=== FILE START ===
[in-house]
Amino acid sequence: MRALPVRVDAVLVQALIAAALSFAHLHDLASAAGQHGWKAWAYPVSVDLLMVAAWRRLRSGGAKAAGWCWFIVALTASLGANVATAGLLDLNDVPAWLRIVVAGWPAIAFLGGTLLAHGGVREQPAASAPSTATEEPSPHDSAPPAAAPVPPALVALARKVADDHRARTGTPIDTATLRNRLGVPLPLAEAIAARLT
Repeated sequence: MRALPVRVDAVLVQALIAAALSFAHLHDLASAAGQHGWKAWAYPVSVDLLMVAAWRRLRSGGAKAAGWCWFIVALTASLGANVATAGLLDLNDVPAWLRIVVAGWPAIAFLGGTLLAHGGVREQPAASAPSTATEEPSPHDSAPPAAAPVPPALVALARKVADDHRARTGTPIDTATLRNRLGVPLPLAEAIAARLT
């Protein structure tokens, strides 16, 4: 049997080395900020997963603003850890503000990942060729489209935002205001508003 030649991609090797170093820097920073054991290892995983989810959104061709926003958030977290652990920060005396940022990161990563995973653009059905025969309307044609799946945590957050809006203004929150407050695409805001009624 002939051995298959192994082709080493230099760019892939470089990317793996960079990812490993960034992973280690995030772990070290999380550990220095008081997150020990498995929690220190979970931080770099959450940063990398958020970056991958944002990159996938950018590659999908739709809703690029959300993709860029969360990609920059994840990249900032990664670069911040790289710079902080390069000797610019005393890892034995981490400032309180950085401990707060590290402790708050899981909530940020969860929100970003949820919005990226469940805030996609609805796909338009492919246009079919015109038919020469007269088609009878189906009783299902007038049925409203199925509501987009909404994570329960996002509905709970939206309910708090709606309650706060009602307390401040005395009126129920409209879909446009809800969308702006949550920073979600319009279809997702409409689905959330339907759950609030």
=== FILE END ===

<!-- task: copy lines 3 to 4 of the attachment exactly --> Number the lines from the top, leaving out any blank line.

Repeated sequence: MRALPVRVDAVLVQALIAAALSFAHLHDLASAAGQHGWKAWAYPVSVDLLMVAAWRRLRSGGAKAAGWCWFIVALTASLGANVATAGLLDLNDVPAWLRIVVAGWPAIAFLGGTLLAHGGVREQPAASAPSTATEEPSPHDSAPPAAAPVPPALVALARKVADDHRARTGTPIDTATLRNRLGVPLPLAEAIAARLT
């Protein structure tokens, strides 16, 4: 049997080395900020997963603003850890503000990942060729489209935002205001508003 030649991609090797170093820097920073054991290892995983989810959104061709926003958030977290652990920060005396940022990161990563995973653009059905025969309307044609799946945590957050809006203004929150407050695409805001009624 002939051995298959192994082709080493230099760019892939470089990317793996960079990812490993960034992973280690995030772990070290999380550990220095008081997150020990498995929690220190979970931080770099959450940063990398958020970056991958944002990159996938950018590659999908739709809703690029959300993709860029969360990609920059994840990249900032990664670069911040790289710079902080390069000797610019005393890892034995981490400032309180950085401990707060590290402790708050899981909530940020969860929100970003949820919005990226469940805030996609609805796909338009492919246009079919015109038919020469007269088609009878189906009783299902007038049925409203199925509501987009909404994570329960996002509905709970939206309910708090709606309650706060009602307390401040005395009126129920409209879909446009809800969308702006949550920073979600319009279809997702409409689905959330339907759950609030």